Recently there has been a lot of discussion both in the Chronicle and in public meetings about overcrowding in our waters. This has led to complaints about “too much tourism.” As a tourism professional here in Citrus County — my husband and I own an eco-tour company — I’d like to respond.
First, when it comes to concerns about over-crowding, believe me, you’re not alone. We feel it too. But before we make blanket statements about too much tourism, I’d like to make some important distinctions.
The uptick in visitors this past year has been like none other. It’s anything but typical. All over the country, places that provide wide open space and outdoor activities have experienced huge increases in visitors.
So why is that? Over the past year and a half, the pandemic created an overwhelming supply of cooped-up people and kids out of the classroom all looking to get out of the house. With the lockdown in April 2020, it seemed like we as a tourism business were doomed. But instead, just the opposite happened.
With domestic and international travel gone, we started seeing Floridians--and even people from bordering states--flowing in to experience the wide-open beauty of Crystal River and Citrus County. Far from having no visitors at all, we suddenly had TONS of visitors.
Think about it: people couldn’t go to theme parks, they couldn’t travel out of state, they were tired of being at home and -- don’t forget — because of the federal stimulus packages, people had extra money to spend. Here in Citrus County, it led to an unprecedented wave of visitors.
Are there any positives to that? Yes. Our business is in Crystal River’s historic downtown on Citrus Avenue. I can tell you that tourists kept the doors open at a lot of neighboring businesses that were worried about staying afloat. The wave of visitors helped keep a critical part of our local economy from crashing.
But that just addresses what’s unique about the past year-and-a-half.
What benefit does tourism provide to our community in general?
Let’s start with our kids. I grew up here: Crystal River High class of ’03 (Go Pirates!). I know what it’s like to be a kid growing up in Citrus County and wondering about your future. Rural counties like ours struggle with a low standard of living, limited opportunity and higher unemployment than urban counties.
When I left to study applied economics at Florida State, I thought I’d never be back. But as I studied things like business, public policy, daily life cost/benefit analysis, incentive and human behavior, I recognized that our small town had real potential for growth and success in entrepreneurship. I made the choice I think many of us hope bright and ambitious kids who leave here will make: to come back home.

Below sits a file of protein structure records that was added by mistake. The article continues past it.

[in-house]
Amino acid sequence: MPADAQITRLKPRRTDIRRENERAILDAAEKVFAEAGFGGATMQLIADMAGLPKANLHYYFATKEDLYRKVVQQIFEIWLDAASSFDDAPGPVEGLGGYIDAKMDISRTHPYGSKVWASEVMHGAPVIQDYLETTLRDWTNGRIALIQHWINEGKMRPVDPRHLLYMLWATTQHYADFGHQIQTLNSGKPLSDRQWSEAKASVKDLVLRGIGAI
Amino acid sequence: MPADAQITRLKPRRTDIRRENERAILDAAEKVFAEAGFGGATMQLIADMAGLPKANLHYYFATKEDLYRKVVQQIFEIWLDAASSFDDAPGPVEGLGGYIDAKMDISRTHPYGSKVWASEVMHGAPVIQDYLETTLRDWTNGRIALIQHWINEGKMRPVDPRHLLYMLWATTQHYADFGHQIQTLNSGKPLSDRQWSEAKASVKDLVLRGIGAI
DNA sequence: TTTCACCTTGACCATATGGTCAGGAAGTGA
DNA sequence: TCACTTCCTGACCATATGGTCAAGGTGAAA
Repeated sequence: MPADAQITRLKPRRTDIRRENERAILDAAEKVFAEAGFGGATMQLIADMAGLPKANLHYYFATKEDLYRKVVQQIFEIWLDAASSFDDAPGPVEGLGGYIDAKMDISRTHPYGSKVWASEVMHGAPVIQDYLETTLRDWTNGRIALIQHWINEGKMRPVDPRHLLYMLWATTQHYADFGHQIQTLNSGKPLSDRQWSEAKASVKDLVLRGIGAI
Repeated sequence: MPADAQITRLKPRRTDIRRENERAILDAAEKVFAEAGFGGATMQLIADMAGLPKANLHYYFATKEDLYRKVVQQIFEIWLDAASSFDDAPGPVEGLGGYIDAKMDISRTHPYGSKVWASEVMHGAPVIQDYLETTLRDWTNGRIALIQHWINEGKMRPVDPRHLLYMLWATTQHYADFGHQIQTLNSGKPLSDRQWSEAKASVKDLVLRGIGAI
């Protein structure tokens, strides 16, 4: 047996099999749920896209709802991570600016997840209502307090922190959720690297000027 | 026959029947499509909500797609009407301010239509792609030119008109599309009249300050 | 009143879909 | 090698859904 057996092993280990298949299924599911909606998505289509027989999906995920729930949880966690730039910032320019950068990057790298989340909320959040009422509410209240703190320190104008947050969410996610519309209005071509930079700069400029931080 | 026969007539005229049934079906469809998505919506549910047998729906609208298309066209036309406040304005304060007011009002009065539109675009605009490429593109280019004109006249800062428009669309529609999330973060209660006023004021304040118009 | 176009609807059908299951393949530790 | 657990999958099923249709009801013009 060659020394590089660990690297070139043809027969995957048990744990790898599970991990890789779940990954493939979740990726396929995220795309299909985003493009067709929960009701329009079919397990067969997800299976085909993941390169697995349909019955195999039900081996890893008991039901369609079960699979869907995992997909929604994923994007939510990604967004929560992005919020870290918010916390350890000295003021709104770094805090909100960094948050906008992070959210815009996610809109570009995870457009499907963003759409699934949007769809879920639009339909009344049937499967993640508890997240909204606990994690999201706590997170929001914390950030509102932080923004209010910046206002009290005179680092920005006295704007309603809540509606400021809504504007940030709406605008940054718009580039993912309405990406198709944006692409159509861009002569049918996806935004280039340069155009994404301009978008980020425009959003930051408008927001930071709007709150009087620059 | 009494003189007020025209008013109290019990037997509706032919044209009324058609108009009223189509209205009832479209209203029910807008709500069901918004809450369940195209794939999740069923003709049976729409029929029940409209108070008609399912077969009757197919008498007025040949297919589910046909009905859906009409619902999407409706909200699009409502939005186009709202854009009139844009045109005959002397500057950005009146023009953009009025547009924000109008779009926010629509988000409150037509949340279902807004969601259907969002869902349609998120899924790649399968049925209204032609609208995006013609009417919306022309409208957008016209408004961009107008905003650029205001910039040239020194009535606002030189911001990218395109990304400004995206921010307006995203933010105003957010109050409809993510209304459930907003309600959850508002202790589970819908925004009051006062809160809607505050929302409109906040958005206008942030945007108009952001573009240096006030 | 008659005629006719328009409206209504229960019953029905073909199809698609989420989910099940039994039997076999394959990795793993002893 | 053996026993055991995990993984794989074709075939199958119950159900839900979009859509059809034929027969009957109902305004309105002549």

The opportunity for me was tourism. But even if you don’t get a degree, tourism offers a really unique opportunity for young people to enter the job market in a way that other local jobs don’t always do.
It’s a great way to learn how to interact with customers from all over the country and the world. It builds your experience and broadens your horizons. It offers a chance for growth from the retail level, to guide, to licensed captain, and as far up as you can go, even entrepreneur and owner of your own local business.
It’s important to look at the bigger picture too. Tourism creates jobs, builds opportunity and yields important economic benefits to our community. If you own a home, check out how much you would be paying in property taxes in surrounding counties. Tourism is one of the economic factors that allows our taxes to stay lower.
I don’t think people understand just how massive the trickle-down effect truly is. People don’t often realize that we really don’t have the population to sustain all the locally owned businesses, shops and eateries we have in our community. The economic impact of tourism allows all these things to exist and allows the local population to benefit as well.
I agree: We have some real issues to confront concerning over-crowding on our water ways. The responsibility of managing this is multi-faceted. First and foremost, business that contribute to crowds on the water have an obligation to operate in a respectful and sustainable manner. We owe it to our residents and to the natural resources themselves to operate in a way that leaves little to no footprint. But we can only do so much.
The tourism industry has seen the need for solutions and has engaged in multiple conversations with local government on ways to combat over-crowding. We support cracking down on un-permitted businesses that utilize our waterways for commercial purposes. We support more enforcement to manage unruly crowds. But those changes need to be made on the public level. It is up to federal, state and local leaders and managers in our community to enforce state law and local ordinances on the waterways, especially in regard to unguided visitors.
Kim and Anthony Altman own Explorida, an ecotour company in downtown Crystal River.